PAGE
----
Albendazole also produces few side effects when used for short-term therapy of GI helminthiasis, even in patients with heavy worm burdens. Transient mild GI symptoms (epigastric pain, diarrhea, nausea, and vomiting) occur in ~1% of treated individuals. Dizziness and headache occur on occasion. In school-age mass treatments, the incidence of side effects with albendazole is very low. Allergic phenomena rarely occur and usually resolve after 48 hours.

Even in long-term therapy of cystic hydatid disease and neurocysticercosis, albendazole is well tolerated by most patients. The most common side effect is an increase in serum aminotrans-ferases, which return to normal upon drug cessation; rarely jaundice or cholestasis may occur. Liver function tests should be monitored during protracted albendazole therapy, and the drug is not recommended for patients with cirrhosis. Especially if not pretreated with glucocorticoids, some patients with neurocysticercosis may experience serious neurological sequelae. Other side effects during extended therapy include GI pain, severe headaches, fever, fatigue, alopecia, leukopenia, and thrombocytopenia.

The BZAs display remarkably few interactions with other drugs. The most versatile member of this family, albendazole, probably induces its own metabolism, and plasma levels of its sulfoxide metabolites can be increased by coadministration of glucocorticoids and possibly praziquantel. Caution is advised when using high doses of albendazole together with general inhibitors of hepatic CYPs.

Use in Pregnancy Both albendazole and mebendazole are embryotoxic and teratogenic in rats. In postmarketing surveys of women who inadvertently consumed mebendazole during the first trimester, the incidence of spontaneous abortion and malformations did not exceed that of the general population; comparable studies with albendazole are not available. A review of the risk of congenital abnormalities from BZAs concluded that their use during pregnancy is not associated with an increased risk of major congenital defects; nonetheless, it is recommended that treatment should be avoided during the first trimester of pregnancy.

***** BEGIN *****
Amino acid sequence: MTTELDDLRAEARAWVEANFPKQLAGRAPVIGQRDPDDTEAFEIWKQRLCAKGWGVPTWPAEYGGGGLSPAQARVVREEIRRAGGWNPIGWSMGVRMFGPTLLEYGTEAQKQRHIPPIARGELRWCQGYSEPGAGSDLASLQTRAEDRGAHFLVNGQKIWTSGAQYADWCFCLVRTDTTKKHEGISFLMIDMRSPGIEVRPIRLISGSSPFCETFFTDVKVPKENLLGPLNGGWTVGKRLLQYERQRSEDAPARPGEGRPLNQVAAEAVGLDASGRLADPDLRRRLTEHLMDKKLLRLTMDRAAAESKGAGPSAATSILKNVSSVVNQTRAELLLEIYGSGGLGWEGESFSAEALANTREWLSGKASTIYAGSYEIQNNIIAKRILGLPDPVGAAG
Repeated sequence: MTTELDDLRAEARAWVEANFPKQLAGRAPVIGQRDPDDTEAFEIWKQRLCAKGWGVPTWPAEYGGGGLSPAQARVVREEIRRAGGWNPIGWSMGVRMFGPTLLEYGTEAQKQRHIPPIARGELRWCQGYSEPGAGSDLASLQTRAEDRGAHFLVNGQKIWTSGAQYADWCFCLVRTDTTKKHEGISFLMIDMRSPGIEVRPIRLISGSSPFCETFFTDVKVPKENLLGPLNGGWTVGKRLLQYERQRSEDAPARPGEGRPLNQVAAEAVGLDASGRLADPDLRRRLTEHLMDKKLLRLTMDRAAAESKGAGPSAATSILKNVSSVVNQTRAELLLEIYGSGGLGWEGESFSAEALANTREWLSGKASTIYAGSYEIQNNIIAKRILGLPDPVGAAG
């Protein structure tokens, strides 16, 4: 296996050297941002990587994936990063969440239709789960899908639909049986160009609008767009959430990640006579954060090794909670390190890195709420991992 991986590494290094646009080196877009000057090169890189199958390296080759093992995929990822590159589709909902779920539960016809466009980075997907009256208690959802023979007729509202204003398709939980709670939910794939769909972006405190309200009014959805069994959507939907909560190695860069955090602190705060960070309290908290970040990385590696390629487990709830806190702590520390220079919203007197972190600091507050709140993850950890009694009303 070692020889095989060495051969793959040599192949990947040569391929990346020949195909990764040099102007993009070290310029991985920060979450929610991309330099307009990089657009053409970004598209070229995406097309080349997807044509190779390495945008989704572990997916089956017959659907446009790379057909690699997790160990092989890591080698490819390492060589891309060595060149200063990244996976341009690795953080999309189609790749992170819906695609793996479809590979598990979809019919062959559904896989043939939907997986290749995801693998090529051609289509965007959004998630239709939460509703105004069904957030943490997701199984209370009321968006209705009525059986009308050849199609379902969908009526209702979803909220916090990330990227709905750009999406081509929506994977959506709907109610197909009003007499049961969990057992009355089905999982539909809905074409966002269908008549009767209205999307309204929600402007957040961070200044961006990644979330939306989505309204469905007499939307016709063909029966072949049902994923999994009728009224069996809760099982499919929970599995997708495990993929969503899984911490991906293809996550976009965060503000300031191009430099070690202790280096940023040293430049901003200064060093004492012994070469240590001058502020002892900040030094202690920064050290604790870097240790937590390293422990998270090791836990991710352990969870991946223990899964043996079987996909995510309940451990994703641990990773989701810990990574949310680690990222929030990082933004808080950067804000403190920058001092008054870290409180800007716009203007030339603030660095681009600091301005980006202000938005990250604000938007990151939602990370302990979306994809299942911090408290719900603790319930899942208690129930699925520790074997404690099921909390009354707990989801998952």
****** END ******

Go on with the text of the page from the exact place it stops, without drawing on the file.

Use in Young Children The WHO concluded that the BZAs may be used to treat children past the first year who are at risk for adverse consequences caused by STHs; a reduced dose of albendazole (200 mg) is used in children between the ages of 12-24 months.

DIETHYLCARBAMAZINE Diethylcarbamazine is a first-line agent for control and treatment of lymphatic filariasis and for therapy of tropical pulmonary eosinophilia caused by W. bancrofti and Brugia malayi. Although partially effective against onchocerciasis and loiasis, it can cause serious reactions to affected microfilariae. For this reason, ivermectin has replaced diethylcarbamazine for onchocerciasis. Despite its toxicity, diethylcarbamazine remains the best drug available to treat loiasis.

Annual single doses of both diethylcarbamazine and albendazole show considerable promise for the control of lymphatic filariasis in regions where onchocerciasis and loiasis are not endemic.

Diethylcarbamazine (hetrazan) is formulated as the water-soluble citrate salt.

101 Power Tips For Preventing and Treating Headaches

101 Power Tips For Preventing and Treating Headaches

Are you fed up with your frequent headache pain? 101 Simple Ways to Attack Your Headache BEFORE the Pain Starts Guaranteed No Pain, No Fear, Full Control Normal Life Again Headaches can stop you from doing all the things you love. Seeing friends, playing with the kids... even trying to watch your favorite television shows.

Get My Free Ebook


Responses

  • sigismond
    Does anthelminthic reduce blood pressure?
    2 years ago

Post a comment